Female rugby player dies from catastrophic brain injuries after tackle ! LagosloadedFemale rugby player dies from catastrophic brain injuries after tackle ! Lagosloaded
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Female rugby player dies from catastrophic brain injuries after tackle

Female rugby player dies from catastrophic brain injuries after tackle
A talented young rugby player died from catastrophic brain injuries over a month after she was injured in a tackle during a game, an inquest heard.
Tragic Sarah Chesters, 23, was playing for her ladies’ rugby team on October 19 last year when she was bundled to the ground by a bigger opposition player.

The 5ft 2in full-back complained of pain to her collarbone but managed to walk off the pitch and even declined an offer of an ambulance or hospital treatment.

In the coming weeks she also carried on making a daily two-hour commute from her home in Milton, Stoke-on-Trent, for her job as a research intern with Women in Sport in London.
But an inquest heard the Masters’ degree graduate took a turn for the worse after she started being sick and feeling dizzy on November 13.
She was rushed to Royal Stoke University Hospital where tests revealed she had suffered a stroke.

Her conditioned rapidly worsened and she passed away on November 21 after coming off a life support machine.
Yesterday, North Staffordshire Coroners Court heard Sarah died from brain injuries which were probably triggered by the tackle as she played for Longton RUFC.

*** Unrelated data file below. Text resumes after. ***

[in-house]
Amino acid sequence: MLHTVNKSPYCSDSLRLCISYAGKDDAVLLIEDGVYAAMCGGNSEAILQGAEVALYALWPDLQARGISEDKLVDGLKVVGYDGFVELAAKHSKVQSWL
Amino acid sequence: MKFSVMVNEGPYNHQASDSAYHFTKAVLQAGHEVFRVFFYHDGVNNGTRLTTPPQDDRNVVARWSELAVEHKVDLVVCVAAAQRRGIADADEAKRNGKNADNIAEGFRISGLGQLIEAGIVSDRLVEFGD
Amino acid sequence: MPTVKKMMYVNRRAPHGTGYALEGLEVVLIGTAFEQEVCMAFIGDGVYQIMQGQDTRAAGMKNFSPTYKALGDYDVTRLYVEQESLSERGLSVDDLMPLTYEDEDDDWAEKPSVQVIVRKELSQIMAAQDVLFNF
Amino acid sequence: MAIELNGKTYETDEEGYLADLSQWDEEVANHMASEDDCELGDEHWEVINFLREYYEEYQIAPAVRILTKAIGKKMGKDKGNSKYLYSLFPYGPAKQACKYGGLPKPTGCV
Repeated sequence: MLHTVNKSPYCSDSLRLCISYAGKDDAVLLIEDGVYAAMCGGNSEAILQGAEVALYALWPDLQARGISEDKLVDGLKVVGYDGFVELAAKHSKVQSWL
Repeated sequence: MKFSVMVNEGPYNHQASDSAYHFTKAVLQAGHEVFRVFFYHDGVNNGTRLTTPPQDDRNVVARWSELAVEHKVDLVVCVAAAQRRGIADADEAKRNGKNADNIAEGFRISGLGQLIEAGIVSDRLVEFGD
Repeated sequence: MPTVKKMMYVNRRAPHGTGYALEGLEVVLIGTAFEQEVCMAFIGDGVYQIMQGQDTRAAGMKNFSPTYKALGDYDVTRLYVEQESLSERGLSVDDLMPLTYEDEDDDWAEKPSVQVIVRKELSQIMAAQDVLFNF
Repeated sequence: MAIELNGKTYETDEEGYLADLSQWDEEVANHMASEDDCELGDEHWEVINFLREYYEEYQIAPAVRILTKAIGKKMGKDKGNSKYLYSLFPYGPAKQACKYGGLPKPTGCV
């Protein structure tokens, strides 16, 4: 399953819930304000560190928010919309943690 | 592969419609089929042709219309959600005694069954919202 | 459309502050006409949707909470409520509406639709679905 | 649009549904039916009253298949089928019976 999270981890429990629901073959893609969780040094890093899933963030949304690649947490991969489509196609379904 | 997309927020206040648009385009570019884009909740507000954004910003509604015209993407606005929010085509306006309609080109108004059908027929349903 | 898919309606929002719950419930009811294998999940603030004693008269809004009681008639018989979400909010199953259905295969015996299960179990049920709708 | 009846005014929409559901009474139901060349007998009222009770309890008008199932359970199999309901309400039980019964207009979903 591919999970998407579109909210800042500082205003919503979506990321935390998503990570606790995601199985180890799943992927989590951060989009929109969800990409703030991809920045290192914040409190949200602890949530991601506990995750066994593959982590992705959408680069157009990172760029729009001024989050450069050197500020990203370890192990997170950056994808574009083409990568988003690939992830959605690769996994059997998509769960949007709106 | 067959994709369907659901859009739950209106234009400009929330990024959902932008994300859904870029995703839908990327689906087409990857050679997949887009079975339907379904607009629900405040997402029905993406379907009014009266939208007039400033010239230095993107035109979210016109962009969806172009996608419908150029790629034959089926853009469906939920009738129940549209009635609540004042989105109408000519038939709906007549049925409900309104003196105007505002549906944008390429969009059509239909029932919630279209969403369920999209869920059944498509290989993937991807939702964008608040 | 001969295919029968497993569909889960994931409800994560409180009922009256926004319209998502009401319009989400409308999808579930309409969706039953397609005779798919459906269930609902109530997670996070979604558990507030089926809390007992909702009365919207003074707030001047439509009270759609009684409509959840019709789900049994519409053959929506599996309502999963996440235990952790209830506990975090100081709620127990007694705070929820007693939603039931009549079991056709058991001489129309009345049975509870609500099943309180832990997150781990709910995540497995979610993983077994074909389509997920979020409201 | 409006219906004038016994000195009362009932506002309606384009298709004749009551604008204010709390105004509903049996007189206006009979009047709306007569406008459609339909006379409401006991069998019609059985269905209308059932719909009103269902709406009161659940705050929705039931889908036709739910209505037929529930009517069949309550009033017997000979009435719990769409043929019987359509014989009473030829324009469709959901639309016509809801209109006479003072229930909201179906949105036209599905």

Recording a verdict of accidental death, North Staffordshire Coroner Ian Smith said: ‘She was tackled, she went down.
‘When the injury occurred is not totally clear.
Female rugby player dies from catastrophic brain injuries after tackle
Female rugby player dies from catastrophic brain injuries after tackle
‘It may have been the result of the initial impact or the result of hitting the deck.’
Consultant neurosurgeon Simon Shaw told the inquest Sarah’s eventual death was caused by multiple brain infarctions.
But the ‘likelihood’ was the initial trigger had been blunt trauma to the side of the neck in the rugby tackle one month earlier.
This court heard this, in turn, had caused damage to an artery, with a blood clot then leading to the stroke.
Sarah’s dad Michael Chesters, 65, said his daughter had ‘loved’ rugby ever since she was introduced to it whilst studying at Manchester Metropolitan University. 
 
Jez Moss, club manager at Longton RUFC, added: ‘Sarah was a valued member of our club both as a player and as a person.
‘We were shocked and deeply saddened to hear of her death.
‘Our heartfelt condolences go out to her friends and family.’

-DailyMail 

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